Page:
First things first. 109 pitchers have a negative DER Difference and 121 have a positive DER Difference, so we’re dealing with a sample of 230 pitchers. (Mean: .000557, Standard Deviation: .016902) Let’s define an outlier as two standard deviations outside the mean (95% confidence rate). The range we’re now looking at is then: less than -.033247 and greater than .034361. We’re sitting on eight outliers, then, four negative and four positive. (Two of the negatives barely eek outside of the 2 standard deviation limit, but for the standards of completeness, I’m including them.)

Let’s look at the positives first, those whose Actual Outs exceeded Expected Outs. They are: Rheal Cormier (DER Difference .03737), Paul Quantrill (.04219), Felix Heredia (.04822), and Octavio Dotel (.06265). All relievers. An expected out range of 144.2 (Dotel) to 191.8 (Heredia). As far as I can tell, there’s no discernible correlation between Expected Outs and DER Difference. I’m going to chalk it up partly to good defense and partly to pure chance. (I know I shouldn’t do that, but I can’t think of a real reason for these guys to have such good defense behind them, specifically).

Now let’s look at the positives, starting with the two marginals. More relievers, in the personages of Antonio Alfonseca (-.03337) and Tim Worrell (-.03454). Worrell’s appearance here surprises me, because he pitched well all season, apparently despite his bad defense. And now for the two larger outliers: Aaron Heilman (-.04166) and Jeff Weaver (-.05102). Usually Weaver’s the posterboy for pitchers getting hurt by his defense, in terms of DIPS analysis (although in Baseball Crank’s July analysis, Glendon Rusch showed up as the posterboy, and he’s only sitting at -.02054, good for 28th worst. How much of that is due to second half starts not included in Crank’s data, I don’t know). To emphasize Weaver’s performance (since he’s the only outlier over 300 innings), his Expected Outs – Actual Outs = 29 Outs. The next close on the negative side is Andy Pettitte (-.02294) with 14.8 outs lost, on the other side of the ledger, Jason Schmidt (.02841) gained 15.5 outs from his defense according to this model.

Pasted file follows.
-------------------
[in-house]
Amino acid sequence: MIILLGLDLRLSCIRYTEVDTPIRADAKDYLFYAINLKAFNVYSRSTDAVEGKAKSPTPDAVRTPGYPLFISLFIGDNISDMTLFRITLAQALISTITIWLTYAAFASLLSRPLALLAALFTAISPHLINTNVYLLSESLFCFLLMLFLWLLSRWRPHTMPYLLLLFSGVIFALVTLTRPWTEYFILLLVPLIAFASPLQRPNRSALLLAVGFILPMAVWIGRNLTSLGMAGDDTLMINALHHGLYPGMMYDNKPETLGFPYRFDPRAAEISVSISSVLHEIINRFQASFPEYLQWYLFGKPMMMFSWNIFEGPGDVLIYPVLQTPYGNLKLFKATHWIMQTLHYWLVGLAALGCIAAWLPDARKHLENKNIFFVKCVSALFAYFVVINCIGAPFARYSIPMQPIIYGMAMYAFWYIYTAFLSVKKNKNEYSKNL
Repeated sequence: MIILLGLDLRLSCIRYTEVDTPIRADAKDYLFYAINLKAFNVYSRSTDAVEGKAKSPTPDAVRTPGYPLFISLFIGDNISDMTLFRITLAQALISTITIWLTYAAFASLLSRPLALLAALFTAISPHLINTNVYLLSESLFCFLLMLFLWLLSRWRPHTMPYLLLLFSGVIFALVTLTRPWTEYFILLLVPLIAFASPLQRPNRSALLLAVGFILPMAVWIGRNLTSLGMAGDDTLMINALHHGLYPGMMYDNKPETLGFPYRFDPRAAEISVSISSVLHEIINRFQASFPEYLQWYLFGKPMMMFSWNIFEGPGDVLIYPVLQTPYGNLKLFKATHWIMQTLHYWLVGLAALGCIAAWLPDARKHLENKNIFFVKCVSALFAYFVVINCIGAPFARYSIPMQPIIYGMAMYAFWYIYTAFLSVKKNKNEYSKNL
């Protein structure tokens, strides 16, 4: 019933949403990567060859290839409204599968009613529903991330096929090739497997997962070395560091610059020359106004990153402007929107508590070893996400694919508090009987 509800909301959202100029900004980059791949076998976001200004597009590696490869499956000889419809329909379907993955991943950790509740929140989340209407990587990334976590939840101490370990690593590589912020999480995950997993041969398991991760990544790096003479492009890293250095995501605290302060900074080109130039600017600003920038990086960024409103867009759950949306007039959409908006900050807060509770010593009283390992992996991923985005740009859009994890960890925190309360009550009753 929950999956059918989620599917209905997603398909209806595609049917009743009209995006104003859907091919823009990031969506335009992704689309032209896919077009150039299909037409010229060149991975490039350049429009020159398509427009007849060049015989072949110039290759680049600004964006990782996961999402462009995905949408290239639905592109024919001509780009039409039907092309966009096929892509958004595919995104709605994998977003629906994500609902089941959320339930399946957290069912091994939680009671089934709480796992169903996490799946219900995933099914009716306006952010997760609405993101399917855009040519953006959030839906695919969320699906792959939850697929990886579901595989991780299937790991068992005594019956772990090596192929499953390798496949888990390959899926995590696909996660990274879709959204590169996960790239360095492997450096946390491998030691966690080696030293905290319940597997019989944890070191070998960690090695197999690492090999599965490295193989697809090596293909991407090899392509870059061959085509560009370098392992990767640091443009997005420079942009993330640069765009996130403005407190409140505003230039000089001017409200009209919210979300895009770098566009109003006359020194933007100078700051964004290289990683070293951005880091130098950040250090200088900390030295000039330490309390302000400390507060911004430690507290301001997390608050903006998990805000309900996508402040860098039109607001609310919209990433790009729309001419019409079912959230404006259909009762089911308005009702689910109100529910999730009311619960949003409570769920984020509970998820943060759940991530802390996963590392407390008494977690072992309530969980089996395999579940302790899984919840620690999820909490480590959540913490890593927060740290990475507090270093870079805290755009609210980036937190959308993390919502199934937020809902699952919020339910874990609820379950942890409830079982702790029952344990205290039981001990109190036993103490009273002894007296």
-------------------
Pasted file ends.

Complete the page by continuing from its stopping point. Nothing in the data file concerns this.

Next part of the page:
While Weaver’s appearance on the list is interesting, Heilman’s is much more shocking. The conventional wisdom is that he sucks and needs to go back to AAA. However, he did lose 8.6 outs (137 expected) to his defense (I’d probably blame, in order: Roger Cedeno, Robbie Alomar, and Joe McEwing. The Mets do keep showing up near the bottom of David’s studies, if you look at some of the other data sets). He may have just suffered a string of bad defense.

Next, I’m probably going to take my data set and arrange it by team, to see if there are any trends there.

Bye for now.

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Sunday, November 09, 2003

 
Links, kinda:

I apologize for the utter lack of content. Mid-semester stress. I really think that for many people, group blogging's where it's at. This way, not everyone has to be super-active at you still get a ton of content.

Speaking of, The AU Republicans have a blog. Nice of y'all not to link me. One of you has to know this thing exist. I probably won't be migrating over there, simply because I like to keep a wider range of issues (sports, AU events, random links), and because I'm brain-dead about now.

In non group blogs, why am I not linking Dan Drezner? Just keep scrolling. Warning: unhealthy Salma Hayek obsession.

If I don't produce anything resembling coherent context for a little while, just satisfy yourselves with the blogroll, or if you like, the ardhives.